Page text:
I am not arguing here that Murray’s description of a Medieval Craft was accurate, but that her academic reputation has been wrongly damaged by unjustified specific allegations. My issue is that certain scholars of high repute have helped destroy the reputation of a woman of considerable achievement by relying on the work of Cohn without checking to see if he were accurate. I think her spirit deserves some apologies!

 

The Real Errors of Murray
But Murray did make mistakes. I think one of the main ones was that she defined Pagan religion too narrrowly, ironically much as does Ronald Hutton. When she found something of the old fairy-honouring religion in Joan of Arc, she declared that Joan was Pagn in a much combative sense than she really was, as if she adhered to Religion diametrically opposed to Christianity, rather than having a religion that strong elements from both the Pagan and the Christian past. This Joan did not do. She seems to have honoured Christ while not obeying the bishops. She saw herself as owing her prime allegiance to her visions, to her conversations with otherworld beings.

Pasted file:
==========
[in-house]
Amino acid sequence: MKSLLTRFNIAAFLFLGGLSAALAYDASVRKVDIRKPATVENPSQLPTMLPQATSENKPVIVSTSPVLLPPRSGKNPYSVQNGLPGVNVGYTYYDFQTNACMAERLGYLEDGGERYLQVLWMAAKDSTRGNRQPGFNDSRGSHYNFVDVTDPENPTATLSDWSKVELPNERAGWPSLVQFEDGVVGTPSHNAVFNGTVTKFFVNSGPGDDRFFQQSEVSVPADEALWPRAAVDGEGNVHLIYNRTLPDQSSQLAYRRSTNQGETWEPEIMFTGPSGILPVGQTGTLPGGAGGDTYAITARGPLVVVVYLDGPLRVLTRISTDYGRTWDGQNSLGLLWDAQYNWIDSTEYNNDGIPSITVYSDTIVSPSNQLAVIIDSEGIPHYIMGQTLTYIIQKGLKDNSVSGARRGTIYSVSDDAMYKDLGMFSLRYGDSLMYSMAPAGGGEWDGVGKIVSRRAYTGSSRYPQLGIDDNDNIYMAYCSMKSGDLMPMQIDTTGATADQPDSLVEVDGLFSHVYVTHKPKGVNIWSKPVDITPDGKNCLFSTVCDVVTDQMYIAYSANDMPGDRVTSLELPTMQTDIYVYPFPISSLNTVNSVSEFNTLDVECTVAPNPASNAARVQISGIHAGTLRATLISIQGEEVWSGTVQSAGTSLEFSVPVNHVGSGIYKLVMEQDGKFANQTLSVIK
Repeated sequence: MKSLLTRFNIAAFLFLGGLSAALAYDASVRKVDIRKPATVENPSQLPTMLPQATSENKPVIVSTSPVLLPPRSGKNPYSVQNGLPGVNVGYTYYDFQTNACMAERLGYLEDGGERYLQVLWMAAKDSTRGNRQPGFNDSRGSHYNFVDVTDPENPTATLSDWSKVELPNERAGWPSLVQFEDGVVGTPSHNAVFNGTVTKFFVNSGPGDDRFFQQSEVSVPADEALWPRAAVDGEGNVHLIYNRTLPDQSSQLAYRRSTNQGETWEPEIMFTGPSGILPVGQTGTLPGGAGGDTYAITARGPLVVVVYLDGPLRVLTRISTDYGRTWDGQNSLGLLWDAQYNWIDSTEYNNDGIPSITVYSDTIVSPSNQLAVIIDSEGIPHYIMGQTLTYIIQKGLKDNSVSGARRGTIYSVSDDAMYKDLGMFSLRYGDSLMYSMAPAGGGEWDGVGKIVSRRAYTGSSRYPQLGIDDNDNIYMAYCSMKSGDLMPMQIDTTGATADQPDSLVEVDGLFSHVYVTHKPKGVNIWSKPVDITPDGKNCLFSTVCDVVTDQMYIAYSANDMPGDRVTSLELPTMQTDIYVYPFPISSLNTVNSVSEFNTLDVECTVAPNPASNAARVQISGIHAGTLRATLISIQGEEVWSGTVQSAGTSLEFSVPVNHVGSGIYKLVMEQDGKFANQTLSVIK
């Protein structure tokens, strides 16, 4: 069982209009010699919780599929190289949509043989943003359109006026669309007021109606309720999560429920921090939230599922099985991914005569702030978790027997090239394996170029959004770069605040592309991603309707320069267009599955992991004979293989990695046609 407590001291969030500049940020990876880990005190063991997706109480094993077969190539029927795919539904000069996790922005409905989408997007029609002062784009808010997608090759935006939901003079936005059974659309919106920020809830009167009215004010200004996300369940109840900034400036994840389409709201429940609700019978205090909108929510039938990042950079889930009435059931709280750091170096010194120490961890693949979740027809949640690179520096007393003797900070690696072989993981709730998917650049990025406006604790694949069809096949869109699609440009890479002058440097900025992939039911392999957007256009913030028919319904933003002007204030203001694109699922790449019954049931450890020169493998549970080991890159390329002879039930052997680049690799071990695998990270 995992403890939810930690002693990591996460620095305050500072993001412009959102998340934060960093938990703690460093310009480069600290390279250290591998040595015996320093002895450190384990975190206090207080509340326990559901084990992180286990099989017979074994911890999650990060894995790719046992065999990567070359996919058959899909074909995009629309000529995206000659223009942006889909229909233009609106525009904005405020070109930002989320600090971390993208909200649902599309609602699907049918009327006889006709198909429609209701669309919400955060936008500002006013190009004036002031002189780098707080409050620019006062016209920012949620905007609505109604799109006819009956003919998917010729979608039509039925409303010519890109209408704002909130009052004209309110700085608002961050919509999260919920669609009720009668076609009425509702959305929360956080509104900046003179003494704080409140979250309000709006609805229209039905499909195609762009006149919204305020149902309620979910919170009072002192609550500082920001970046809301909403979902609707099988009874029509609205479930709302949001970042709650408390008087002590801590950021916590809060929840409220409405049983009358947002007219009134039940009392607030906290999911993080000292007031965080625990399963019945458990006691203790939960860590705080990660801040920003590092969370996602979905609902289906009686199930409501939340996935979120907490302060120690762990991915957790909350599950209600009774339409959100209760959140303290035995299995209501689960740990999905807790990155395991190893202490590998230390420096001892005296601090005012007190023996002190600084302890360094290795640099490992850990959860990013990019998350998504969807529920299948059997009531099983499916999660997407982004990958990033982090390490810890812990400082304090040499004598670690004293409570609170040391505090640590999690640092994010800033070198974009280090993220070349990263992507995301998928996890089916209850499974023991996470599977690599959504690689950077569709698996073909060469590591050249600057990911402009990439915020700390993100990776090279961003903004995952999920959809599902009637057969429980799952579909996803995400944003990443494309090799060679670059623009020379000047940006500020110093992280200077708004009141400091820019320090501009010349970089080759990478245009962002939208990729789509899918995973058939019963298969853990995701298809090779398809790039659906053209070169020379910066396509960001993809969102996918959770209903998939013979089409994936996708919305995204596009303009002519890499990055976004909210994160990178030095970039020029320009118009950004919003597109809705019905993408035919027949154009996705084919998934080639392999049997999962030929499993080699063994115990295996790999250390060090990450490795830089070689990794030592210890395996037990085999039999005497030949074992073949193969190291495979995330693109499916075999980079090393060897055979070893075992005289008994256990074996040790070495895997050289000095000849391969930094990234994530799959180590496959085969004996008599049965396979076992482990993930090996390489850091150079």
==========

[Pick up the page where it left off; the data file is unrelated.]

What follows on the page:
As far as the church was concerned, the main charge against Joan was heresy as all in France were supposed to be as obedient to the bishops as they were to the feudal lords - as the Bishops told Joan. When she said she owed her prime allegiance to the God or Angels whom she knew pesonally, not to the bishops, these otherworld beings were declared to be demons, and the charge of witchcraft was added to the others. She was also said to be a "heathen" since she wore male clothes.
The medieval Bishops thus saw witchcraft as adherence to an inner authority, to the inner voices, as giving primacy to inner knowledge and to our personal relationships with Deities or spirits, rather than acknowleging the right of external authorities to govern our spiritual lifes. If that is witchcraft, then that definitely is my path.

But, if we accept this ancient sense, then it should boaden out our study of the past. How many more women and men died because of similar beliefs, yet who have not been counted in the modern studies of "witchtrials" simply because a medieval scribe did not put into the trial records the word "witch? A witch surely is not a witch because he said so.